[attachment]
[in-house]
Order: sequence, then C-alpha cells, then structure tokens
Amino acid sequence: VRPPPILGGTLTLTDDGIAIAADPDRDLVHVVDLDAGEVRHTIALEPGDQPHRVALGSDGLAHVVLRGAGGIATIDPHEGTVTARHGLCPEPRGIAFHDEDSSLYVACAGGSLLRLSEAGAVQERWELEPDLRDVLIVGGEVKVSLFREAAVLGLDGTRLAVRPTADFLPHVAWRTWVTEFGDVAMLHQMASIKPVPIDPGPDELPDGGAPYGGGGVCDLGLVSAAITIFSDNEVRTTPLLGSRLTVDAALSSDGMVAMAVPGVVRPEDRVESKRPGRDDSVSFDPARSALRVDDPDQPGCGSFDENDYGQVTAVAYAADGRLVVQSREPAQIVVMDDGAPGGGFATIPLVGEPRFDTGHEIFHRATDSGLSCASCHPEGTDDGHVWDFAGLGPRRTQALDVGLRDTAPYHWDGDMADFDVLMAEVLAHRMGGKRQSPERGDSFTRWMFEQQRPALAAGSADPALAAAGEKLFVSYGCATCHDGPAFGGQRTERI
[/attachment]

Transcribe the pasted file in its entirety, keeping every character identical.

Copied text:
[in-house]
Order: sequence, then C-alpha cells, then structure tokens
Amino acid sequence: VRPPPILGGTLTLTDDGIAIAADPDRDLVHVVDLDAGEVRHTIALEPGDQPHRVALGSDGLAHVVLRGAGGIATIDPHEGTVTARHGLCPEPRGIAFHDEDSSLYVACAGGSLLRLSEAGAVQERWELEPDLRDVLIVGGEVKVSLFREAAVLGLDGTRLAVRPTADFLPHVAWRTWVTEFGDVAMLHQMASIKPVPIDPGPDELPDGGAPYGGGGVCDLGLVSAAITIFSDNEVRTTPLLGSRLTVDAALSSDGMVAMAVPGVVRPEDRVESKRPGRDDSVSFDPARSALRVDDPDQPGCGSFDENDYGQVTAVAYAADGRLVVQSREPAQIVVMDDGAPGGGFATIPLVGEPRFDTGHEIFHRATDSGLSCASCHPEGTDDGHVWDFAGLGPRRTQALDVGLRDTAPYHWDGDMADFDVLMAEVLAHRMGGKRQSPERGDSFTRWMFEQQRPALAAGSADPALAAAGEKLFVSYGCATCHDGPAFGGQRTERI